Graceless lady, you know who I am.
You know I can't let you slide through my hands....
Wild horses couldn't drag me away. Wild, wild horses, we'll ride them someday.
Mick Jagger, from Wild Horses
Jagger's equine imagery turned that soulful 1971 ballad into a rock—and Rolling Stones—classic. But start him up on the poetry of love and horses these days, and he might well kick into Emotional Rescue or She's So Cold. For while it may lack the wallop of a Charlie-Di marital spat or Prince Andy's Caribbean Koo d'état, from Melbourne to Malibu there are signs that Mick's curiously durable romance with supermodel Jerry Hall—a five-year union that has made them rock's First Couple—may have shattered.
But if Hall, 26, has in fact jilted Jagger, 39, it was no wild rock stallion that dragged her off; rather, it was a beefy, reserved and phenomenally moneyed British-born horse breeder, Robert Sangster. The 46-year-old Sangster, regarded by many to be one of the most powerful figures in the world of horse racing, lives in tax exile on the Isle of Man and is building a mansion in Sydney, Australia with his second wife, Susan, 40.
The foursome met last June at a lavish lunch in Sangster's box at England's Royal Ascot races. Hall, a Texan, a horse lover and owner of several hundred Lone Star acres next to Mick's similarly sized parcel, suddenly found herself in Thoroughbred heaven. The next month she and her sister accompanied Sangster—sans Mick and Susan—to the Keeneland yearling sales in Lexington, Ky.
In recent weeks Jagger has shown up stag at Manhattan parties and discos, often prowling around girls half his age—like debutante pal Cornelia Guest, 18 (PEOPLE, Oct. 11), and Gwynne Rivers, artist Larry's 18-year-old daughter. Earlier this month Mick flew solo to Paris, where the band plans to cut its next studio LP.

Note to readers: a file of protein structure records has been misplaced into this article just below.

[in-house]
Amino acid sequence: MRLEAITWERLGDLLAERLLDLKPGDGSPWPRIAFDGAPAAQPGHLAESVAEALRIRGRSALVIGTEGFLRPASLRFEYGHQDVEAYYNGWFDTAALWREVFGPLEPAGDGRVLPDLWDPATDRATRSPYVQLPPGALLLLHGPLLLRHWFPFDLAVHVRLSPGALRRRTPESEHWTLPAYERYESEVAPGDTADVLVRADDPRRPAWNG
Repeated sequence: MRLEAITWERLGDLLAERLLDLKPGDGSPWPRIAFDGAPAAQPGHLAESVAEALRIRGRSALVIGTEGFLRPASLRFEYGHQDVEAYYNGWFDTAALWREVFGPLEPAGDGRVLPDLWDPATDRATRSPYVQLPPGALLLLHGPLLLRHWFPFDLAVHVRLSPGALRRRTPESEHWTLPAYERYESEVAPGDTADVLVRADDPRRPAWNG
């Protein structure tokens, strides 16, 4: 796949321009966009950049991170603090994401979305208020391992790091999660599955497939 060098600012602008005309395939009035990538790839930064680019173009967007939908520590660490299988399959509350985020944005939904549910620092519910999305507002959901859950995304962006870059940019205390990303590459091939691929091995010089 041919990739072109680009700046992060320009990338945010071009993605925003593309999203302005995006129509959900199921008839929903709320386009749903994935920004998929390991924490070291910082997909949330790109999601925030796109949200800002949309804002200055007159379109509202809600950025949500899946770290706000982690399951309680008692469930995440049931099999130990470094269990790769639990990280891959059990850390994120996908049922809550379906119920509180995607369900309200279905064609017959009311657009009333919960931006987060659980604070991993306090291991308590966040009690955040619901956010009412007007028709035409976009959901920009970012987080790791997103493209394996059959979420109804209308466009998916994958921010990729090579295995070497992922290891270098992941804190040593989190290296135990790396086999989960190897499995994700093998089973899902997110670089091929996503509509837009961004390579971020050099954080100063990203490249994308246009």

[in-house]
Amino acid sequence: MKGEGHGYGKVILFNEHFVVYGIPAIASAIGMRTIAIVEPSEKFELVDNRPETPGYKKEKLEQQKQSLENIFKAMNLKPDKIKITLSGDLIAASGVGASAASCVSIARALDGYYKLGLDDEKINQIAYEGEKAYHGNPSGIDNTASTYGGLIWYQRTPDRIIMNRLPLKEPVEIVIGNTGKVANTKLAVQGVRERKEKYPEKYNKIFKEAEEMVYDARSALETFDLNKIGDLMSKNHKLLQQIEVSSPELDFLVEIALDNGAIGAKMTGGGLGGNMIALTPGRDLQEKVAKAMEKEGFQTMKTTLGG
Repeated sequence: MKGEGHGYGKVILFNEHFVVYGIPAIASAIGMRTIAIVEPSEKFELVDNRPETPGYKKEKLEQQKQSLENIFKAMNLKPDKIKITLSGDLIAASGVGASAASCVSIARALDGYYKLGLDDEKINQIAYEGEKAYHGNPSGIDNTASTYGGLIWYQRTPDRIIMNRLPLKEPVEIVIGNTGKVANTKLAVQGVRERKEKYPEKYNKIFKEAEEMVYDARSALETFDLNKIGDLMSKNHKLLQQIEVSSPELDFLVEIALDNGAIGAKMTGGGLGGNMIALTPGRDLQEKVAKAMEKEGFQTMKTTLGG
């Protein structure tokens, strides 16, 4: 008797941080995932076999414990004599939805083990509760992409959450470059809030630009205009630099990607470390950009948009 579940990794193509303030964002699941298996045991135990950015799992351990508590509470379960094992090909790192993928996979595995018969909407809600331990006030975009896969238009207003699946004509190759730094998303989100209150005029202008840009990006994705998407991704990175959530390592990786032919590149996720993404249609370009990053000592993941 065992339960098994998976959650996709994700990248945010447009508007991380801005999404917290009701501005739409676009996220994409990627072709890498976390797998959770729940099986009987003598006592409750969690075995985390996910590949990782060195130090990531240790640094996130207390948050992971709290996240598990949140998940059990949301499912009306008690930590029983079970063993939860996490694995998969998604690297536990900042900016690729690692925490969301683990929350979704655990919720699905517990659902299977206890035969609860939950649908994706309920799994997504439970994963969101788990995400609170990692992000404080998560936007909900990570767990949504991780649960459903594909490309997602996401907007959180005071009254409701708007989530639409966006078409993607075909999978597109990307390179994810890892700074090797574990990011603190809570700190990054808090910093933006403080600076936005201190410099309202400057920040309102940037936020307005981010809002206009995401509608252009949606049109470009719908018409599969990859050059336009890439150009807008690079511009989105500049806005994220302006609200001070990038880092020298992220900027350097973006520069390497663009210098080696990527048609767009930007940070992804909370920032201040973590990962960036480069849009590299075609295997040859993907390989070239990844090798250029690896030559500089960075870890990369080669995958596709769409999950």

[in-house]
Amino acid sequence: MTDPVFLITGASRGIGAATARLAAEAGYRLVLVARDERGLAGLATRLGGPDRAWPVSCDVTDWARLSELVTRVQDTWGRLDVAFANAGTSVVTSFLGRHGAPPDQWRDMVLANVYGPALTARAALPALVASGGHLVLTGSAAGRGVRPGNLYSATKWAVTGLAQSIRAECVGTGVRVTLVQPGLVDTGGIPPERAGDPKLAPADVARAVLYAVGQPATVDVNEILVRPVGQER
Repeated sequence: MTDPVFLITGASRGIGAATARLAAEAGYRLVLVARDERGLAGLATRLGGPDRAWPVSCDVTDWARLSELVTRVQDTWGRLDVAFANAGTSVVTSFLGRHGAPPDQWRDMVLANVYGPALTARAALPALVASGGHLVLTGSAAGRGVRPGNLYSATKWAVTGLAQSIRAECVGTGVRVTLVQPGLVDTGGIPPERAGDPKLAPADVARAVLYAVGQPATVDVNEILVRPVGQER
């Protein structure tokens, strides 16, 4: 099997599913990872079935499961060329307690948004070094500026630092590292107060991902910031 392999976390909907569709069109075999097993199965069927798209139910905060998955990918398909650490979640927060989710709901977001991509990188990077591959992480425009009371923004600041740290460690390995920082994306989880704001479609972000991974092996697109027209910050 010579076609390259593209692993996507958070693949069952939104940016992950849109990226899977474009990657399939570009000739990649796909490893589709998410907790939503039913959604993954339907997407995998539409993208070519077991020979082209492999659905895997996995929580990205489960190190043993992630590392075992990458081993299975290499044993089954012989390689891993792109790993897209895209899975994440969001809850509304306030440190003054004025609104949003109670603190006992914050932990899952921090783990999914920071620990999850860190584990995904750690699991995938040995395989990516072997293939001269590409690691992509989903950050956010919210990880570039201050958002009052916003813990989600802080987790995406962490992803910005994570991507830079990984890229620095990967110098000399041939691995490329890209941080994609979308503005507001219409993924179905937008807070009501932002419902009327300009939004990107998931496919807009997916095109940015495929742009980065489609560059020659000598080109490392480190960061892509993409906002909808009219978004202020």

Susan, who had been supervising the $1 million redecorating of the Sangsters' new $6 million mansion overlooking Sydney Harbor, has left Australia and is believed to have returned to the Isle of Man. Sangster and Jerry rendezvoused in L.A. (booked at the Beverly Wilshire in neighboring suites)—she for modeling and he to tend to his bloodstock empire.
The English tabloids preyed on the pair, and the Aussie press has questioned the stability of the Sangster marriage. At this month's gala Melbourne Cup Carnival, Sangster, who was accompanied by his wife, was described as "bored" and "stony-faced," Susan as "dejected." Meanwhile in Manhattan, Jagger and Jerry confused the gossips by cuddling warmly over dinner at Elaine's just days before going their separate ways.
Sangster's wife has dismissed all the rumors as "rubbish"; Jagger was initially mute, and Hall is said by one close friend to be so upset over the furor that "she's gone into hiding."
Yet one longtime friend of M & J admits, "I don't think they're together anymore. There are no hard feelings; they both contributed to it, if, in fact, it's over."
In Los Angeles last week Sangster told a reporter: "It is true that I have seen Jerry here, but I have not left my wife. She," he went on to say of Susan, "has behaved with great dignity and common sense in a situation which is even tougher for her than it is for me." As for Hall, Sangster conceded that "our current situation might set tongues wagging." Jerry was quick to point out to a reporter that she had "no hard feelings toward Mick at all. I am sorry that what was intended as a private and possibly temporary parting has embarrassed him." How is Mick taking it? "Obviously he is upset," said Hall. "Who wouldn't be, with so much wild gossip flying about?"
The Sangsters are no strangers to this sort of thing. When they met at a lunch in Sydney in 1975, she was wife to Australian Foreign Minister Andrew Peacock and mother of three daughters. Sangster and wife Christine lived in Cheshire with their four children.
The next year Susan and Sangster left their homes and flew off to live at Sangster's 19th-century mansion, known as the Nunnery (because once it was), on the Isle of Man. He bought this Irish Sea property to escape Britain's exorbitant income tax. The pair married in 1978 and traveled the world as one of the racing elite's couples. They frequently held formal parties at the Nunnery, which Sangster had outfitted with electronic devices that enable him to monitor horse races around the globe on video screens. (Susan even crashed a black-tie, males-only affair at the Nunnery last month dressed as a nun.)